[Q] What do you love most about what you do?
I consider myself an artist, so I love the process of getting better with my expressive techniques. Practicing makeup and discovering a new trick, being able to blend eyeshadow better, finding the best way to move the brushes, all these learnings are blissful discoveries to me.

Aside from that, I love it when I receive a message from supporters. One time a mother who has a son, who loves Disney Princesses (just like me) sent me a message. She said she used to be concerned about her son’s sexuality, but discovering me was so liberating because I was just like her son! I felt value in me that I was able to encourage somebody who struggled just as my mother did with my sexuality. I want to be a role model to let people know that LGBTQ+ people are nothing wrong. We all can thrive happily.

[Q] Who has been the biggest influence in your life?
The biggest influence in my life would be my monk master who told me that it is okay to dress up, as long as I can spread the Buddhist teaching of equality to others. He said the most important role of a Buddhist monk is to let people know that we can be equally saved regardless of any differences, and not for us to blindly follow the old precepts that do not apply today. It was liberation! I was freed to use my power to help people. I started focusing on the original reason why Buddhism exists and how I can utilize the teachings to guide people today.

[Q] You’re coming up with your autobiography. Could you tell us more about it?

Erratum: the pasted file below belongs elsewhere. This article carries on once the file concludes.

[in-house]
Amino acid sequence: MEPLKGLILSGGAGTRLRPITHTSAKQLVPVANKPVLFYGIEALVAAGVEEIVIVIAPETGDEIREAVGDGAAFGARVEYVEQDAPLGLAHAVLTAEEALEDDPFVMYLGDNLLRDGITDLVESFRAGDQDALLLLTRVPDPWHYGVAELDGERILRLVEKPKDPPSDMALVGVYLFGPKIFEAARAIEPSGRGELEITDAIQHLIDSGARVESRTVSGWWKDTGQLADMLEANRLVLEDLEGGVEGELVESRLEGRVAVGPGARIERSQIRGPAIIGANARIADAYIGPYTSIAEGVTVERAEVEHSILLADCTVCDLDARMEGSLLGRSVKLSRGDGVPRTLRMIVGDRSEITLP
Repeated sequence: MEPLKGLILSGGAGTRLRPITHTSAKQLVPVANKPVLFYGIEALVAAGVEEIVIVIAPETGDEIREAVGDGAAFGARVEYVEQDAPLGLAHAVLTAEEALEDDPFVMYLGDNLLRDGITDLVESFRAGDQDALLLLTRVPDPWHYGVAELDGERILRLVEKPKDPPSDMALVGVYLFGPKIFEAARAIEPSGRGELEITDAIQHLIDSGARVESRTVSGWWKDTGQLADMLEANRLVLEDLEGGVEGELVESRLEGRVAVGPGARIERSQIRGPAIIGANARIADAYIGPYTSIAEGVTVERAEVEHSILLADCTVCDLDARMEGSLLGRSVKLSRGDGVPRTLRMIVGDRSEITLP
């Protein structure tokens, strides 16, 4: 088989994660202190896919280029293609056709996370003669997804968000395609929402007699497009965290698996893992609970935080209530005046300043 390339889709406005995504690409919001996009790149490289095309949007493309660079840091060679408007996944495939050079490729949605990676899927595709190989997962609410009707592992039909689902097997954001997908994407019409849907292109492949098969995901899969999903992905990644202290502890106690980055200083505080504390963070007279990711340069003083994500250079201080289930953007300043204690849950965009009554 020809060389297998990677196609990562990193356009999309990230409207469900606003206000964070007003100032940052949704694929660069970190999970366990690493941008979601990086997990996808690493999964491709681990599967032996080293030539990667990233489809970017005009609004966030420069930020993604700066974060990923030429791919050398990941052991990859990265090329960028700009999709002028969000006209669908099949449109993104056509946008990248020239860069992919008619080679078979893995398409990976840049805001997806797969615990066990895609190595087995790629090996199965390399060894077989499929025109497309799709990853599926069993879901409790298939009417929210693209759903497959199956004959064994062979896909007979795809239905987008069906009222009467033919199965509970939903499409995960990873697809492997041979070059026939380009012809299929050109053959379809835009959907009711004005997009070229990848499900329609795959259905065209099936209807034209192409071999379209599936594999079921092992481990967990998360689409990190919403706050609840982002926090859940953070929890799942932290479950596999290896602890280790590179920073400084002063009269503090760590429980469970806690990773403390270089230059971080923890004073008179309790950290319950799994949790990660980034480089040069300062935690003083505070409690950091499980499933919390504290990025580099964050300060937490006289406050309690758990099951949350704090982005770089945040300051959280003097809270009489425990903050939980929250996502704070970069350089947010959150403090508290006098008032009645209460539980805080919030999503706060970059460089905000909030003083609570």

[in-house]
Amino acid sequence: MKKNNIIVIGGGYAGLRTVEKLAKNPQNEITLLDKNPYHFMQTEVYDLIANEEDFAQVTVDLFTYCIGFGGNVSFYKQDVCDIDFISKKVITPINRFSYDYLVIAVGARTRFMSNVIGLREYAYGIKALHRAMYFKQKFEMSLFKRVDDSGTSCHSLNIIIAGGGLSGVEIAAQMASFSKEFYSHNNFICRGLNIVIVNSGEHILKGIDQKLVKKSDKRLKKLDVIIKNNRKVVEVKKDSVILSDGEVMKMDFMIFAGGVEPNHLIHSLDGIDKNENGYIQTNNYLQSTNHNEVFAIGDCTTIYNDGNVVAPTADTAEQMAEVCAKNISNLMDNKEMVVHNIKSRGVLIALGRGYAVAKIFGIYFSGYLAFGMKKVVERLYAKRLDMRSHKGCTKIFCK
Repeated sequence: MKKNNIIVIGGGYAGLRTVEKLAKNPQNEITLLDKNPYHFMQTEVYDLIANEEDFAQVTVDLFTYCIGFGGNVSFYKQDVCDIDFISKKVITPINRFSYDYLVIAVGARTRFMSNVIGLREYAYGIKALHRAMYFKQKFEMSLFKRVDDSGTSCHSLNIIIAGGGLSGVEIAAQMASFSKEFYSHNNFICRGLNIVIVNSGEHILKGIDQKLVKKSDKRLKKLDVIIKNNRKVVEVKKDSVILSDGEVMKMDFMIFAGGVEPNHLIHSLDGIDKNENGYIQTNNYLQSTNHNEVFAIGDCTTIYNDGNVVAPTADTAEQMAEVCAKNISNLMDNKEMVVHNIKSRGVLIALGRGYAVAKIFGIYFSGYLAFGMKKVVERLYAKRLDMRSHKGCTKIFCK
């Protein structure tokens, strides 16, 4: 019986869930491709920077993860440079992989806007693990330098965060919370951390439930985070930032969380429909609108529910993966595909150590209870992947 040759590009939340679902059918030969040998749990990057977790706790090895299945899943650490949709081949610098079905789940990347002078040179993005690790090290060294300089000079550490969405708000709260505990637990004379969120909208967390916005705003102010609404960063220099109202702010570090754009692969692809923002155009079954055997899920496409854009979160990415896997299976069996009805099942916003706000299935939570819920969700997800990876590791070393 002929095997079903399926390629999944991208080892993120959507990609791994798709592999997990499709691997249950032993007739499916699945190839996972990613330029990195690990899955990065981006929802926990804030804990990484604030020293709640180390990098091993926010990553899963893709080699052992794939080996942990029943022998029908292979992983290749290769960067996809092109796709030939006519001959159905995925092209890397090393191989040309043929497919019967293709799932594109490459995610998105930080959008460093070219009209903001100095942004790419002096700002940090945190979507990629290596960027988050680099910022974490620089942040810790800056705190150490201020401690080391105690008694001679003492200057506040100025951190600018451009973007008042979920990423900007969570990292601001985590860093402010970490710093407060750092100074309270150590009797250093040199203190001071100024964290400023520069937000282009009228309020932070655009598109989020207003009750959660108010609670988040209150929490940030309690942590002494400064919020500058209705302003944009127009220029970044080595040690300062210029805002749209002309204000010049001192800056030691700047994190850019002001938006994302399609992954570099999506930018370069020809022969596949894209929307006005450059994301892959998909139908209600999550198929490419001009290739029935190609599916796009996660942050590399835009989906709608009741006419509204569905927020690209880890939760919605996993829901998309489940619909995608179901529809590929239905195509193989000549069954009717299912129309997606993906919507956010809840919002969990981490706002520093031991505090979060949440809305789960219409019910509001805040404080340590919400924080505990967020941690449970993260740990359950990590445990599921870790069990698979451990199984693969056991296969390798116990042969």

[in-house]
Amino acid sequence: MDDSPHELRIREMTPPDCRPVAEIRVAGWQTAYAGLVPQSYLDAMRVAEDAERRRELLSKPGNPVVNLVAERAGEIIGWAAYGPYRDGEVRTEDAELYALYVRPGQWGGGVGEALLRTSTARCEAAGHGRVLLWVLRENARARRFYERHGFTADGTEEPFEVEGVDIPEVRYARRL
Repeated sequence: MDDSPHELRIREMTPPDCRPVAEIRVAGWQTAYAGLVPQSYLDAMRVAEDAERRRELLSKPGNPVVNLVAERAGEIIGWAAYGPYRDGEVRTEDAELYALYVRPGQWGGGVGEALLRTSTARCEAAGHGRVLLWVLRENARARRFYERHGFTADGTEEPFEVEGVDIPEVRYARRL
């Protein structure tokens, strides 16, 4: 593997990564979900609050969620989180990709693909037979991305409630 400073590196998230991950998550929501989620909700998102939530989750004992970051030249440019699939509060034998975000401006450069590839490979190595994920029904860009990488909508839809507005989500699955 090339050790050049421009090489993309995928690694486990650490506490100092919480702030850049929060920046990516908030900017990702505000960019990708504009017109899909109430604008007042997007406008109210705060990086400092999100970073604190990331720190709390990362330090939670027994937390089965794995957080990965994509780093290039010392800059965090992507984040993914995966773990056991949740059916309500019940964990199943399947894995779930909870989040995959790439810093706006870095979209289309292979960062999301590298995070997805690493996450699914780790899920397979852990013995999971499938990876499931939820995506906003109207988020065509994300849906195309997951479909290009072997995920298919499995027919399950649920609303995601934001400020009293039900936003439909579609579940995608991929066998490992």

I am publishing a book in English in early next year from Watkins Media in the UK. The book is going to talk about “living your true-self, confidently.” In it, I share stories of how I gained confidence in myself regardless of my sexuality, and how I learned to love myself with the help of makeup and Buddhism. I share my personal stories from childhood, my takeaways from the monk training, and experiences from working at Miss Universe pageants. I also share fun tips to evolve fashion styles, makeup, and “magical makeup” activities to achieve your goals.

[Q] How excited are you about 2021? What have you lined up for the year?
Unfortunately, we are fighting with the COVID-19 situation, yet I see this year as the beginning of an awakened era. People are more aware of various issues such as discrimination and sustainability. Personally, I have been given an opportunity to publish my book and I am happy to deliver my message to the world. Many exciting things are happening in my life. Recently, I have modeled for a fashion show of Kansai Yamamoto during Shibuya Fashion Week. I will also be speaking at events hosted by the United Nations Population Fund in Japan, so I am extremely humbled to experience these prestigious events.

[Q] What are your future plans?
I would like to star in a Netflix show. I am eager to travel globally, doing makeup, and keep learning about the world with the viewers. Learning different values and talking to different people will give us a deeper understanding of the world, so what I want to do at these places is to ask people personal questions about their backgrounds, values, and faiths, and makeup can be a fun icebreaker. Although we see a lot of conflicts in the world today, if we learn why people think in a certain way, we would be able to feel somewhat empathetic and resolved. As Michelle Obama said, “It’s hard to hate up-close.” I would like to approach people up-close, doing makeup and connecting the world.